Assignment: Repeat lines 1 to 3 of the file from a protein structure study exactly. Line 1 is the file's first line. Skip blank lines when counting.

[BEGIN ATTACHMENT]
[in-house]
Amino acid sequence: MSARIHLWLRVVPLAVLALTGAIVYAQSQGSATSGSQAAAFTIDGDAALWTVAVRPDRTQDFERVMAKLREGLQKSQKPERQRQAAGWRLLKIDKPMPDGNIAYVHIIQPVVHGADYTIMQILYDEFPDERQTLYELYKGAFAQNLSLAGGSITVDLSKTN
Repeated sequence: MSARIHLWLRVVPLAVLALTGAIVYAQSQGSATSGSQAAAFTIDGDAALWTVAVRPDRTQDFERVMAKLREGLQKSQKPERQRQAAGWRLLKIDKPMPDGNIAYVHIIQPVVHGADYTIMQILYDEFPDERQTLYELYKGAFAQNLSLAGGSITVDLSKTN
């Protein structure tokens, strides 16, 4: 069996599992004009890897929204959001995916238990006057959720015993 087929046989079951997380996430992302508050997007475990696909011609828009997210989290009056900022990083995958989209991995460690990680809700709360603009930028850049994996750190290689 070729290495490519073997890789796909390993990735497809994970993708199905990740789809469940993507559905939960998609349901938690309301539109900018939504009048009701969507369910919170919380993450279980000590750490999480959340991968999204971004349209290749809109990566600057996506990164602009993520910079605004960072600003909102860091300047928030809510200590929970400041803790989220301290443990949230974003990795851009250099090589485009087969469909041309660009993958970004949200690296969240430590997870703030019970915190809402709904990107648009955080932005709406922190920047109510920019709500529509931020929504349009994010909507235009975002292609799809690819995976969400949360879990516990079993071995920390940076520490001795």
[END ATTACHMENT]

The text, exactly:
[in-house]
Amino acid sequence: MSARIHLWLRVVPLAVLALTGAIVYAQSQGSATSGSQAAAFTIDGDAALWTVAVRPDRTQDFERVMAKLREGLQKSQKPERQRQAAGWRLLKIDKPMPDGNIAYVHIIQPVVHGADYTIMQILYDEFPDERQTLYELYKGAFAQNLSLAGGSITVDLSKTN
Repeated sequence: MSARIHLWLRVVPLAVLALTGAIVYAQSQGSATSGSQAAAFTIDGDAALWTVAVRPDRTQDFERVMAKLREGLQKSQKPERQRQAAGWRLLKIDKPMPDGNIAYVHIIQPVVHGADYTIMQILYDEFPDERQTLYELYKGAFAQNLSLAGGSITVDLSKTN